Review: Iron Cast

Destiny Soria - Iron Cast
Published: October 11, 2016 by Amulet Books
Genres: Historical Fiction, Romance, Young Adult
Pages: 384
Find on: Amazon, Book Depository, Goodreads
Rating: 4/5

It’s Boston, 1919, and the Cast Iron club is packed. On stage, hemopaths—whose "afflicted" blood gives them the ability to create illusions through art—captivate their audience. Corinne and Ada have been best friends ever since infamous gangster Johnny Dervish recruited them into his circle. By night they perform for Johnny’s crowds, and by day they con Boston’s elite. When a job goes wrong and Ada is imprisoned, they realize how precarious their position is. After she escapes, two of the Cast Iron’s hires are shot, and Johnny disappears. With the law closing in, Corinne and Ada are forced to hunt for answers, even as betrayal faces them at every turn. 
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Iron Cast is very Dead To Me meets a darker version of Burlesque (the movie with Christina Aguilera & Cher). It’s the year, 1919. The Proposition era. Boston. As they’re nearing the ‘20s, hemopaths are forced to remain a secret. They create illusions via their art, music and/or poetry. The HPA (The Hemopath Protection Agency) swarm the street in search of them. Lest they reveal the truth behind their ways, they’ll be forced unwillingly into mental institutions.

Corinne and Ada, who share the POV, are both hemopaths, meaning their abilities are inherited through bloodline. The story starts with Corinne posing as a nurse to help Ada escape from a nearby asylum, where she was placed against her will. They traverse to the Cast Iron, a club owned by an ominous man named Johnny, who has offered them safety and security over-the-years, so understandably, they feel welcome returning into his club. However, inside rivalries disrupt the peace.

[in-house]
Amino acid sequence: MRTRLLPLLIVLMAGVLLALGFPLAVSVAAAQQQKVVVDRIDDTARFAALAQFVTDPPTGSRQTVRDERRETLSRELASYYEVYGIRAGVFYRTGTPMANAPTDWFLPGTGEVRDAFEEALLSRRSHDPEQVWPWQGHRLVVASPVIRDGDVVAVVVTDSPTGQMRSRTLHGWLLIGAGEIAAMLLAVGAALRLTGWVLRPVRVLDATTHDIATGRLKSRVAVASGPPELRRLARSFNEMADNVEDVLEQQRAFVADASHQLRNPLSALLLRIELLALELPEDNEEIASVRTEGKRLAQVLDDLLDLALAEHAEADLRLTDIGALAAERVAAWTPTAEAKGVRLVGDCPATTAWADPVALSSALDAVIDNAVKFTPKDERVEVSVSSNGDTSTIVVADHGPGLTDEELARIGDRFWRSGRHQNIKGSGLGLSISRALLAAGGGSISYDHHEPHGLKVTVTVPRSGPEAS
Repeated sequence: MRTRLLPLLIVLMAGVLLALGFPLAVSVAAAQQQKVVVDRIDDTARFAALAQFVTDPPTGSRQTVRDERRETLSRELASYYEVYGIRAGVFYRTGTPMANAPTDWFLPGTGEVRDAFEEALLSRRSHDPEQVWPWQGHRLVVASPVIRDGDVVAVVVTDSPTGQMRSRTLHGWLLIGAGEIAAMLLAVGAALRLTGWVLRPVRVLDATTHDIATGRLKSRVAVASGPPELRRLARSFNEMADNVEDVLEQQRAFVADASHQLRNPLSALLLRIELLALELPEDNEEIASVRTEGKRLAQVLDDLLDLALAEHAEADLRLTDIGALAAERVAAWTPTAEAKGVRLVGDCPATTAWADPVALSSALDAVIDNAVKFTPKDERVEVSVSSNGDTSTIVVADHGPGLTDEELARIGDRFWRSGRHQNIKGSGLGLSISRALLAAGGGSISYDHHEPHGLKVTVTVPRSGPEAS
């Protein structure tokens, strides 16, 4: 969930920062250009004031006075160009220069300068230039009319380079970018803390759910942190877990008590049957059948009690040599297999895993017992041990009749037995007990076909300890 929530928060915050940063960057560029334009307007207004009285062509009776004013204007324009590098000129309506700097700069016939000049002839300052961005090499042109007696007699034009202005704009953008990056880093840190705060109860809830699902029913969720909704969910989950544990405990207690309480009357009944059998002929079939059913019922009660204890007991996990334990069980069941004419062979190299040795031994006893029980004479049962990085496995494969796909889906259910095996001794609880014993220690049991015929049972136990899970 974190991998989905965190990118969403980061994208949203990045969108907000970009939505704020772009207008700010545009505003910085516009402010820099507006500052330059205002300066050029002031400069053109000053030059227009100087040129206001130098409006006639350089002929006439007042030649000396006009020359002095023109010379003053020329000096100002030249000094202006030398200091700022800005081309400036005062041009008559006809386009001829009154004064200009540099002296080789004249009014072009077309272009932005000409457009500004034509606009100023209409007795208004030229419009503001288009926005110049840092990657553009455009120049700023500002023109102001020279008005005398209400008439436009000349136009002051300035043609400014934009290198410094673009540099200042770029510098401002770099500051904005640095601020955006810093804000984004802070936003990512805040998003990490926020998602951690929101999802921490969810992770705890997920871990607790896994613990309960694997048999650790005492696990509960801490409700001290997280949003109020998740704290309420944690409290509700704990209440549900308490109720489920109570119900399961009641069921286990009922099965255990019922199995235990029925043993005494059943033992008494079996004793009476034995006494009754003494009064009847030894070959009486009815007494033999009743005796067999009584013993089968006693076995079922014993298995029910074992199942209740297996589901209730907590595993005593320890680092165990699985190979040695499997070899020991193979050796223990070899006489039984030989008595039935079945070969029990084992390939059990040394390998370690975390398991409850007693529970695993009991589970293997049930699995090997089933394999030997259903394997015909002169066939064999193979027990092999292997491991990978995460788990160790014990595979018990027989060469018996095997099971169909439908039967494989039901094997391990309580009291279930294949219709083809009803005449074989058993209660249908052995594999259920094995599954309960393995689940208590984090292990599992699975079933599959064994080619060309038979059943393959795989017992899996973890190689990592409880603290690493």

My only problem, if anything, I genuinely didn’t care for the side-characters who died. Also: it’s slightly draggy. The book doesn’t get hype until 40%. Later, Ada and Corinne are kidnapped by a few unimportant baddies, and it took them too long to escape. There was a great moment where Ada slammed a chair into their assailant’s back, deterring him, giving them a perfect opportunity to
escape but they didn't take it. COME ON GIRLS.

Such, SUCH gorgeous writing, like impossibly-to-describe gorgeous. Destiny Soria made you feel like you were situated in the scene right with them, right back in the Prohibition era. In this mix, Ada and Corinne also pursue many clubs and bars and etc., and Ada and Corinne are super talented, a violinist and a wordsmith respectively. I mean, whoa.

“They have some fine music down there, though," Charlie said, a hint of wistfulness in his tone. "In August, even when the air is so thick and humid that the crickets are in a frenzy, you can still hear them songs for miles Nothing more beautiful than a night in Alabama."

He turned his head, and Ada felt his eyes on her profile.

"Well, almost nothing," he said.

(…)

He was using a stick to gently nudge a starfish into the oncoming tide. She’d thought for sure it was dead, but he assured her it wasn’t.

“Chin up, young man,” he’d said to the pale-yellow star, sounding so much like their father that she’d wanted to giggle. “You’ve got a second chance to get it right.”
I was wondering if this was a standalone or not? The ending hints at something. Either way, it's an enjoyable, whimsical, historical, topsy-turvy read, and it takes place in Boston! So, SO undeniably enjoyable.

Comments

  1. I agree, I really liked this one too! I was wondering if it was a standalone, and someone had asked the author and I think she said that it is "for now", so maybe she has more up her sleeve? I hope so, the world and characters were awesome! Great review!

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    Replies
    1. Yeah, I saw she said that on Twitter! Now, I'm like: Hmm. Should I or shouldn't I continue this if it becomes a series? She's seriously such a phenomenal writer tbh

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